Visitor numbers have been recorded meticulously at the Fourteen Locks Canal Centre over the period of the project. From a starting point of around 30,000 visitors, in the year that the remodelled Canal centre was opened, visitor numbers have risen to as much as 50.000, though the present figure is likely to be around 45,000. These figures do not include the number of visitors who simply use the car park for an outdoor experience only – so it is likely that the overall figure is much higher.
School engagement with the project has been very successful both in terms of visits to the locks and in terms of outreach. So far in excess of 80 schools and colleges have accessed the ETR Project, including schools from disadvantaged areas. A variety of workshops including animation, boat testing and pond dipping have proved to be popular with schools. Feedback has always been excellent.
Alongside the more formal educational opportunities, informal education through community engagement has been another significant aspect of the ETR Project in close collaboration with the Canal Centre Manager. Community engagement has included providing opportunities for groups such as the Scouts, Guides and Beavers to understand and look after the environment through pond dipping and litter picking.
Photo – Beaver Scouts Pond Dipping
Community engagement has also involved organising special events such as the annual Heritage Day and other fun days. Community Groups who have regularly participated in such events range from the local WI the 'Rogerstone Roses' to Risca Male Voice Choir.
Photo – Heritage Day
Telling the Story of the Locks
'Interpretation and presentation should be based on evidence gathered through accepted scientific and scholarly methods as well as from living cultural traditions.' (Principle 2, ICOMOS Charter, 2008)
'The interpretation and Presentation of cultural heritage sites should relate to their wider social, cultural, historical and natural contexts and settings.' (Principal 3, ICOMOS Charter, 2008)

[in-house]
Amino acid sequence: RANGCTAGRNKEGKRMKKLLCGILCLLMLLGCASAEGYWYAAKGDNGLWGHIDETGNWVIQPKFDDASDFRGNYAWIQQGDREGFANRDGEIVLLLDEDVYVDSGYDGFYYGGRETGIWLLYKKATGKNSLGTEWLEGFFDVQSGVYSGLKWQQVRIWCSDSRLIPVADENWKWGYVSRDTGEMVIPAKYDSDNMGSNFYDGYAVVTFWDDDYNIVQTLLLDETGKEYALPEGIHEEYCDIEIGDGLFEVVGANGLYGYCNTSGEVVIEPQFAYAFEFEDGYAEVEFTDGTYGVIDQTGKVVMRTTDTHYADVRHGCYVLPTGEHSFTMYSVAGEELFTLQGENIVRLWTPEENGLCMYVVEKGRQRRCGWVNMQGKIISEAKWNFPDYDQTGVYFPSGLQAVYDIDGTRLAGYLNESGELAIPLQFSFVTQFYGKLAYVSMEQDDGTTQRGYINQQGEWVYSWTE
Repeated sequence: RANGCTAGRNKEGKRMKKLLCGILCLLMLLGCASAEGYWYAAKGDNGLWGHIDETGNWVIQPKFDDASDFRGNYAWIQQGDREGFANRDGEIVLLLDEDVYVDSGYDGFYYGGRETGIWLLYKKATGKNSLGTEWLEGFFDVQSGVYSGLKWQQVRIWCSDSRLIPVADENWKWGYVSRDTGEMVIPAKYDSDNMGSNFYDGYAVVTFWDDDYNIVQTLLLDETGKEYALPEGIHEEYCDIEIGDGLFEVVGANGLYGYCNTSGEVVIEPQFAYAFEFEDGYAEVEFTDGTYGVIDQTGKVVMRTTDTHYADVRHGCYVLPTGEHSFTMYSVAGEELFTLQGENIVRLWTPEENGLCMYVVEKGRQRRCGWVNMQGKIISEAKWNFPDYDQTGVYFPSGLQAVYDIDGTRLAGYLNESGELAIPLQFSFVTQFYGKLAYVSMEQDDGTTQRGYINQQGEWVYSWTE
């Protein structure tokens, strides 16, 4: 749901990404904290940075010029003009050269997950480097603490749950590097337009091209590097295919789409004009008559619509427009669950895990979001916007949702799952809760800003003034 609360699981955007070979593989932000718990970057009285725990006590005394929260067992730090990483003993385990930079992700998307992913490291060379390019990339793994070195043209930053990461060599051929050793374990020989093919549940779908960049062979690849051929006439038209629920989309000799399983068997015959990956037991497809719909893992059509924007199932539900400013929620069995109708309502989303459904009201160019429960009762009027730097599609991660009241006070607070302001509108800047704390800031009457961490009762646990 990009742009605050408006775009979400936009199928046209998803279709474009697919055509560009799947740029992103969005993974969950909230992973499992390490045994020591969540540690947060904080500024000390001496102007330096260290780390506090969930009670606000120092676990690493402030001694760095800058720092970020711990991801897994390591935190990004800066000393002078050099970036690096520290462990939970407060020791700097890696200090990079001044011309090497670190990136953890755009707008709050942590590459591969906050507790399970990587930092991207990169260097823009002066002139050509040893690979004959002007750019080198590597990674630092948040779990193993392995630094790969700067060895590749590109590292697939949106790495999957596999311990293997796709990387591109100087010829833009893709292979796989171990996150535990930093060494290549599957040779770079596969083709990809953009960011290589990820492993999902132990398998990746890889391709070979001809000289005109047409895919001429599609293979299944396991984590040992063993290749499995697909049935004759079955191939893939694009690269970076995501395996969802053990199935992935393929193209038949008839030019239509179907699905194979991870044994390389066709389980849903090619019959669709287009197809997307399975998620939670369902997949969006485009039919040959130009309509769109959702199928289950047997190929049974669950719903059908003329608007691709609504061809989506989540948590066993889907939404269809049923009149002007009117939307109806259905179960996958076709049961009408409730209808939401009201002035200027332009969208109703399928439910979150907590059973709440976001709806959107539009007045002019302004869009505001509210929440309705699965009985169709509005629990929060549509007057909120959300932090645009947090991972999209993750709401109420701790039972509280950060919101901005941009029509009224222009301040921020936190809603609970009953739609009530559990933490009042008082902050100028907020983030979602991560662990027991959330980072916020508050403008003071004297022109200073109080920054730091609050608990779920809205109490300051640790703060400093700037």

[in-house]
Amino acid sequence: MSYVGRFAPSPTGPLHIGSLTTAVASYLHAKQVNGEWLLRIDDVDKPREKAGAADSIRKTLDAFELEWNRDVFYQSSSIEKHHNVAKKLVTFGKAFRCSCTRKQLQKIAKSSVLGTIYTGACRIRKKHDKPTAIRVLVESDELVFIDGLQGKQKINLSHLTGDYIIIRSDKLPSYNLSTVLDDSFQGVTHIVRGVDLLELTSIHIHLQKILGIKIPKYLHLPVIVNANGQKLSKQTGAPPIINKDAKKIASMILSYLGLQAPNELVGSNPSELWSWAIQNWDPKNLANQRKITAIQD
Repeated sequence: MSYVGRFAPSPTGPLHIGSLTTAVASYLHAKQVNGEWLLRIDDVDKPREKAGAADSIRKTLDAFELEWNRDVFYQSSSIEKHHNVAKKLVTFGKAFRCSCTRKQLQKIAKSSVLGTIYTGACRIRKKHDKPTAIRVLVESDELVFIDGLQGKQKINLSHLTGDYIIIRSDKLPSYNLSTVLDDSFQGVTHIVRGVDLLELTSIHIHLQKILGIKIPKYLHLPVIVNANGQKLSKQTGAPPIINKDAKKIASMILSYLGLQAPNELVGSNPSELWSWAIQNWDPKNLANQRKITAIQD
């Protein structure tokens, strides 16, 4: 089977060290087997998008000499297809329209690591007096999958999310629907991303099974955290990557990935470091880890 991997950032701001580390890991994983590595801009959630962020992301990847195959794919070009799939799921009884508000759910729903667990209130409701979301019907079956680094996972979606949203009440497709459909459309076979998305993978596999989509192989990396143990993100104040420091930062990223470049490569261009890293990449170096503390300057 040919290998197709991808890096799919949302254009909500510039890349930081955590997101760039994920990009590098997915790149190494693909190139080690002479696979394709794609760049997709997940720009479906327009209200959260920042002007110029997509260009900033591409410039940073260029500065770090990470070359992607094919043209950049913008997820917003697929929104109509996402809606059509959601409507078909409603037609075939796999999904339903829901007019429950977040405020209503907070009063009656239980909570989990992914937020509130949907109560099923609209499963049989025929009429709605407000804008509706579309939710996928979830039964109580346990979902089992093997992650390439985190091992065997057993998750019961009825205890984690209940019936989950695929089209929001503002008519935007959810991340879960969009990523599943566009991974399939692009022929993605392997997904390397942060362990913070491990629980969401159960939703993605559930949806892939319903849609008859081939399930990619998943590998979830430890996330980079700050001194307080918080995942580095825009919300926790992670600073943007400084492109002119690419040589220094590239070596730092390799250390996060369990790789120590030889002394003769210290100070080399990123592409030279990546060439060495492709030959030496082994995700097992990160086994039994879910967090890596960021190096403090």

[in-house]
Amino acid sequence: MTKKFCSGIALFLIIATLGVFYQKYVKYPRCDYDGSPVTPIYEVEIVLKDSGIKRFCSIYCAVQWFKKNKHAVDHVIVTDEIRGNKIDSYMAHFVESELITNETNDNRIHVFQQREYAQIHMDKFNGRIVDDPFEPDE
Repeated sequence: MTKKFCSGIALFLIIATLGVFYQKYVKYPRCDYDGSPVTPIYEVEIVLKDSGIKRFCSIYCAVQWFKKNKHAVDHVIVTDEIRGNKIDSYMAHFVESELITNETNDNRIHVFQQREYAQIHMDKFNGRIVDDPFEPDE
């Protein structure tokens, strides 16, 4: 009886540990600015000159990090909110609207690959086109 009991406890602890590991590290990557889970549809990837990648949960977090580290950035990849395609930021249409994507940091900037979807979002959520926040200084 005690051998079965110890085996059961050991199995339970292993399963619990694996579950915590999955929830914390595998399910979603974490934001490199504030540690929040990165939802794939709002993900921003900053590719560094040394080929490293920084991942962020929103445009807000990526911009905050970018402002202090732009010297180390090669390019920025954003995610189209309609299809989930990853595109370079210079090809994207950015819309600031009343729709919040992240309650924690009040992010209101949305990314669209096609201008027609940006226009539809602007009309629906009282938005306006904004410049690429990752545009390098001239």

In developing a wider audience for Fourteen Locks it quickly became apparent that much of the recent history of the site could be told through the memories of local people. Moreover, it was essential that this was recorded and preserved as accurately as possible. This has been done through digital story telling and blogging as in the history of 'Bowen's Boats'. The entire family album relating to the history of this family enterprise at Fourteen Locks was sent from the Isles of Scilly by Pam Manning (formally Bowen) who later visited the Centre to record her memories orally.
The Heritage Lottery funded Education Through Restoration Project has successfully achieved the set aims for this significant heritage site. Restoration of two pairs of locks has transformed not only how people view the flight, but has also greatly increased public awareness and understanding of this historic feature providing a platform for future development.
The Fourteen Locks Canal Centre Future Skills Project
This ambitious project is central for the future development of the Canal Centre and for the future restoration of the flight of locks. At the heart of the project is the development of a Volunteer Training Programme that will not only embrace the enthusiasm and dedication that Volunteers but also provide opportunities for training.
Although it is still early days for the project, a promising start has been made. Volunteers have already made a significant difference. On a busy day the Canal Centre needs people to provide assistance to visitors requiring information. This can range from a simple enquiry about directions through to answering questions about the locks. Prior to the beginning of the Future Skills project the Canal Centre was largely dependent upon a small staff. Volunteers have made all the difference in so many other ways as well. For example one person who is particularly interested in Social Media now updates the Facebook Account, while another Volunteer has provided invaluable assistance with carpentry skills.
As the project progresses, short term training courses in customer service and basic film making will also form part of the package of opportunities available.
If you are interested on volunteering or if you would like to find out more contact the Canal Centre by email or telephone.